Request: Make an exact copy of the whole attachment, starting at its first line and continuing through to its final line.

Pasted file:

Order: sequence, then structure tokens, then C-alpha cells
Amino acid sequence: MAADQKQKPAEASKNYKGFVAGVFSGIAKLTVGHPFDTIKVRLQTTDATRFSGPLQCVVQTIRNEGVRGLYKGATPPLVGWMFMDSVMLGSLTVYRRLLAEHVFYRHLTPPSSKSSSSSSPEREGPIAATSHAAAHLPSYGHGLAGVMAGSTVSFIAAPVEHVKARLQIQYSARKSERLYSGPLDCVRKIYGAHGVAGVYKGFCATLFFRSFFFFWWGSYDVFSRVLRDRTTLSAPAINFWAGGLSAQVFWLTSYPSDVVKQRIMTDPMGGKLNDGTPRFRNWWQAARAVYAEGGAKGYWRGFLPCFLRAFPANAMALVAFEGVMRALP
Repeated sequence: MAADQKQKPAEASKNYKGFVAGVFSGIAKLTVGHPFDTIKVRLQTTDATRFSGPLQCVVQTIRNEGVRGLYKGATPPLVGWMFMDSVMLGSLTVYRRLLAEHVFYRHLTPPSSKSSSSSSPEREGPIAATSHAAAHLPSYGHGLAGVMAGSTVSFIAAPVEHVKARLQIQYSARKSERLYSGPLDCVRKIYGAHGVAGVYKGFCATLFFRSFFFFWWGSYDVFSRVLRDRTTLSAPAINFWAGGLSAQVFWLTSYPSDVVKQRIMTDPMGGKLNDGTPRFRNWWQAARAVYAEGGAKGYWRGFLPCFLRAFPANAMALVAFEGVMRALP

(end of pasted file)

Order: sequence, then structure tokens, then C-alpha cells
Amino acid sequence: MAADQKQKPAEASKNYKGFVAGVFSGIAKLTVGHPFDTIKVRLQTTDATRFSGPLQCVVQTIRNEGVRGLYKGATPPLVGWMFMDSVMLGSLTVYRRLLAEHVFYRHLTPPSSKSSSSSSPEREGPIAATSHAAAHLPSYGHGLAGVMAGSTVSFIAAPVEHVKARLQIQYSARKSERLYSGPLDCVRKIYGAHGVAGVYKGFCATLFFRSFFFFWWGSYDVFSRVLRDRTTLSAPAINFWAGGLSAQVFWLTSYPSDVVKQRIMTDPMGGKLNDGTPRFRNWWQAARAVYAEGGAKGYWRGFLPCFLRAFPANAMALVAFEGVMRALP
Repeated sequence: MAADQKQKPAEASKNYKGFVAGVFSGIAKLTVGHPFDTIKVRLQTTDATRFSGPLQCVVQTIRNEGVRGLYKGATPPLVGWMFMDSVMLGSLTVYRRLLAEHVFYRHLTPPSSKSSSSSSPEREGPIAATSHAAAHLPSYGHGLAGVMAGSTVSFIAAPVEHVKARLQIQYSARKSERLYSGPLDCVRKIYGAHGVAGVYKGFCATLFFRSFFFFWWGSYDVFSRVLRDRTTLSAPAINFWAGGLSAQVFWLTSYPSDVVKQRIMTDPMGGKLNDGTPRFRNWWQAARAVYAEGGAKGYWRGFLPCFLRAFPANAMALVAFEGVMRALP